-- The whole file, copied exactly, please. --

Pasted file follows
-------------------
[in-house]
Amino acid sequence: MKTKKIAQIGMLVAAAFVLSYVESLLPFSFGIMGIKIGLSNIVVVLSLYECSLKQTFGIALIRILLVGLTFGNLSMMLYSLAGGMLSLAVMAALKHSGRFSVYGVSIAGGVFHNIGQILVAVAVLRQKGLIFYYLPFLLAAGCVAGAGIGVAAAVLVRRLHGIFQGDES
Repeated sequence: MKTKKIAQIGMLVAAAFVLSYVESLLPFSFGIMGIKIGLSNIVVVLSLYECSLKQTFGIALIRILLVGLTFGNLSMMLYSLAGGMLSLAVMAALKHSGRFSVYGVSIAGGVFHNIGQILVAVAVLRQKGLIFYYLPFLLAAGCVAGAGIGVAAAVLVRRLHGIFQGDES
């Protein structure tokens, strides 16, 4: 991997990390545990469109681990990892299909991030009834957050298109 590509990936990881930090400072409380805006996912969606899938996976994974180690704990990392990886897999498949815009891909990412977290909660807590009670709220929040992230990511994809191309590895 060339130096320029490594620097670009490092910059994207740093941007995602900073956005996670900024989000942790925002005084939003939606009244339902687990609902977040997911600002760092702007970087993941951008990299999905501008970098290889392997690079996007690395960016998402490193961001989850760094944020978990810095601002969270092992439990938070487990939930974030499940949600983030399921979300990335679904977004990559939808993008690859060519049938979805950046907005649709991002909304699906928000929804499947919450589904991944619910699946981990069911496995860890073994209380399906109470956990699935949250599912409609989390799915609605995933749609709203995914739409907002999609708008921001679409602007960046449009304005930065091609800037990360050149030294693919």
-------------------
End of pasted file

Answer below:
[in-house]
Amino acid sequence: MKTKKIAQIGMLVAAAFVLSYVESLLPFSFGIMGIKIGLSNIVVVLSLYECSLKQTFGIALIRILLVGLTFGNLSMMLYSLAGGMLSLAVMAALKHSGRFSVYGVSIAGGVFHNIGQILVAVAVLRQKGLIFYYLPFLLAAGCVAGAGIGVAAAVLVRRLHGIFQGDES
Repeated sequence: MKTKKIAQIGMLVAAAFVLSYVESLLPFSFGIMGIKIGLSNIVVVLSLYECSLKQTFGIALIRILLVGLTFGNLSMMLYSLAGGMLSLAVMAALKHSGRFSVYGVSIAGGVFHNIGQILVAVAVLRQKGLIFYYLPFLLAAGCVAGAGIGVAAAVLVRRLHGIFQGDES
């Protein structure tokens, strides 16, 4: 991997990390545990469109681990990892299909991030009834957050298109 590509990936990881930090400072409380805006996912969606899938996976994974180690704990990392990886897999498949815009891909990412977290909660807590009670709220929040992230990511994809191309590895 060339130096320029490594620097670009490092910059994207740093941007995602900073956005996670900024989000942790925002005084939003939606009244339902687990609902977040997911600002760092702007970087993941951008990299999905501008970098290889392997690079996007690395960016998402490193961001989850760094944020978990810095601002969270092992439990938070487990939930974030499940949600983030399921979300990335679904977004990559939808993008690859060519049938979805950046907005649709991002909304699906928000929804499947919450589904991944619910699946981990069911496995860890073994209380399906109470956990699935949250599912409609989390799915609605995933749609709203995914739409907002999609708008921001679409602007960046449009304005930065091609800037990360050149030294693919």